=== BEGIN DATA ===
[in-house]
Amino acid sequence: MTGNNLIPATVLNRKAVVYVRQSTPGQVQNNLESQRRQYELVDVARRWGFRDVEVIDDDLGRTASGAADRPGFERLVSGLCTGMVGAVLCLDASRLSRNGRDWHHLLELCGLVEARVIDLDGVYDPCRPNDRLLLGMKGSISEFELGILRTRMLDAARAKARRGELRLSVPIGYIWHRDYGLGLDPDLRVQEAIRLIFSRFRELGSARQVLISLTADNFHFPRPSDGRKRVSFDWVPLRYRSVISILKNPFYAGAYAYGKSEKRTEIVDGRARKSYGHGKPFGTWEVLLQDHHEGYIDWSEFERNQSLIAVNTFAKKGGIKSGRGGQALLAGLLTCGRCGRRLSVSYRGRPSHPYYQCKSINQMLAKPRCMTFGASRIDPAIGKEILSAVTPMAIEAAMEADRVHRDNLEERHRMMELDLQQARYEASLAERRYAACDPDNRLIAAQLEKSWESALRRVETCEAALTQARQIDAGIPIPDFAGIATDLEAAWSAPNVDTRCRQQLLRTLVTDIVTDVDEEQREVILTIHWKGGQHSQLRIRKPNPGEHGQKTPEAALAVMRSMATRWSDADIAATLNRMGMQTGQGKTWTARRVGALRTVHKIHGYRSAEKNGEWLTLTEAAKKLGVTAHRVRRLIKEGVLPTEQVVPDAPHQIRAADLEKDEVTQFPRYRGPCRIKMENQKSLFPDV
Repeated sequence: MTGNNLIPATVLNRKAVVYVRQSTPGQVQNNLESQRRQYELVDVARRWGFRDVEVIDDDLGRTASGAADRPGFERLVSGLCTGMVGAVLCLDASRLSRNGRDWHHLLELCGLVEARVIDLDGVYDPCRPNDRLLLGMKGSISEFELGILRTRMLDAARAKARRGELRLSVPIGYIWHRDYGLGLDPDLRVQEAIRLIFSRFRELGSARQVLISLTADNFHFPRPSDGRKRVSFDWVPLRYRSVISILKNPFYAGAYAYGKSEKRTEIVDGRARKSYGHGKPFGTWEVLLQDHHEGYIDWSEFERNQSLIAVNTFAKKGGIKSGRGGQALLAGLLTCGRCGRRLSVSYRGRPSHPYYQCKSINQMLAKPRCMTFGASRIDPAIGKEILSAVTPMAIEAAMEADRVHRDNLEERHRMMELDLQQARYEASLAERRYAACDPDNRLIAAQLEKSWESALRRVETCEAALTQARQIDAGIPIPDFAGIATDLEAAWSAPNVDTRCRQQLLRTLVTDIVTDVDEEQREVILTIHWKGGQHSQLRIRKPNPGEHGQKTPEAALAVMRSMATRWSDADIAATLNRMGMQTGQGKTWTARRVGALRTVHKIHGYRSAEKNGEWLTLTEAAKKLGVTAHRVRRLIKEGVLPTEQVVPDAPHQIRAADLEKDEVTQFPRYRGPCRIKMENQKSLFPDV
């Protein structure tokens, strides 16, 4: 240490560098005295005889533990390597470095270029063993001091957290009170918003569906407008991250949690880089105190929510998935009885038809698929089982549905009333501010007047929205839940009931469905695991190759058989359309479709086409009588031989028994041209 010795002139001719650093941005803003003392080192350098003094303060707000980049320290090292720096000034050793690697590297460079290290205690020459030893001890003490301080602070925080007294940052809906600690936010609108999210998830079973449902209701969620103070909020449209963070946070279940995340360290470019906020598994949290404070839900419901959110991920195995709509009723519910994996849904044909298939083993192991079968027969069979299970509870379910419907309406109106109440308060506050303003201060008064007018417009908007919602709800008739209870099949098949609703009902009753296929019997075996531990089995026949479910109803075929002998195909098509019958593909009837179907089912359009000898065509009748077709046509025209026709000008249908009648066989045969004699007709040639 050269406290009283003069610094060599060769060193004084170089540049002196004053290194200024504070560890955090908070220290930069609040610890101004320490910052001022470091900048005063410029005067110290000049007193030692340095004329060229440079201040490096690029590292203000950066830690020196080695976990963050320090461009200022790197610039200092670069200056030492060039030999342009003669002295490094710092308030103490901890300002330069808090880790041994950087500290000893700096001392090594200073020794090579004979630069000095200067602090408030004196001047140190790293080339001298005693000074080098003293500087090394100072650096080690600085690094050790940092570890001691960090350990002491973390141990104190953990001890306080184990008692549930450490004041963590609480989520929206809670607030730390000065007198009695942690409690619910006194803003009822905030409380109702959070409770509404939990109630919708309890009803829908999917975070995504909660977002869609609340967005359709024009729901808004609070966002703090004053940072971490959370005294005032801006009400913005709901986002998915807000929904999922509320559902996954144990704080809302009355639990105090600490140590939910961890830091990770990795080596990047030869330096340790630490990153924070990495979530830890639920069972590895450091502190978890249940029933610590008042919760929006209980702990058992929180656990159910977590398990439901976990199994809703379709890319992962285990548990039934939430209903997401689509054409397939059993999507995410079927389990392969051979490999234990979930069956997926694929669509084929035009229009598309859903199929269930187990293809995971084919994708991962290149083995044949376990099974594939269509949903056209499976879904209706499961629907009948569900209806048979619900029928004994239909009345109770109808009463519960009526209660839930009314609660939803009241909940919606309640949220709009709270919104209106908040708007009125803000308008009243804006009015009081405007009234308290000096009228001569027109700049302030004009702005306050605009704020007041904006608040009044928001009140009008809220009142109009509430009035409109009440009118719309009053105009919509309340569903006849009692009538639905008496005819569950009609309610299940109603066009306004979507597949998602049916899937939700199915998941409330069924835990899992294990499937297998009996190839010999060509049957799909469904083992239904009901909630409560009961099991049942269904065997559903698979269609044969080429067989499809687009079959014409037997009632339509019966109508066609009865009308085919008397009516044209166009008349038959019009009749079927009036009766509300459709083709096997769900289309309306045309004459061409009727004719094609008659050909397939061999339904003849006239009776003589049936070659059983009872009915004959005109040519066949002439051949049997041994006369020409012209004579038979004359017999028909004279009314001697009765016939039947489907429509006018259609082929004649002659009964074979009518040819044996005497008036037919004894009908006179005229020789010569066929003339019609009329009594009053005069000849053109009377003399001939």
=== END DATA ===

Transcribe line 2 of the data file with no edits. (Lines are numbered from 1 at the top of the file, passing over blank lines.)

Amino acid sequence: MTGNNLIPATVLNRKAVVYVRQSTPGQVQNNLESQRRQYELVDVARRWGFRDVEVIDDDLGRTASGAADRPGFERLVSGLCTGMVGAVLCLDASRLSRNGRDWHHLLELCGLVEARVIDLDGVYDPCRPNDRLLLGMKGSISEFELGILRTRMLDAARAKARRGELRLSVPIGYIWHRDYGLGLDPDLRVQEAIRLIFSRFRELGSARQVLISLTADNFHFPRPSDGRKRVSFDWVPLRYRSVISILKNPFYAGAYAYGKSEKRTEIVDGRARKSYGHGKPFGTWEVLLQDHHEGYIDWSEFERNQSLIAVNTFAKKGGIKSGRGGQALLAGLLTCGRCGRRLSVSYRGRPSHPYYQCKSINQMLAKPRCMTFGASRIDPAIGKEILSAVTPMAIEAAMEADRVHRDNLEERHRMMELDLQQARYEASLAERRYAACDPDNRLIAAQLEKSWESALRRVETCEAALTQARQIDAGIPIPDFAGIATDLEAAWSAPNVDTRCRQQLLRTLVTDIVTDVDEEQREVILTIHWKGGQHSQLRIRKPNPGEHGQKTPEAALAVMRSMATRWSDADIAATLNRMGMQTGQGKTWTARRVGALRTVHKIHGYRSAEKNGEWLTLTEAAKKLGVTAHRVRRLIKEGVLPTEQVVPDAPHQIRAADLEKDEVTQFPRYRGPCRIKMENQKSLFPDV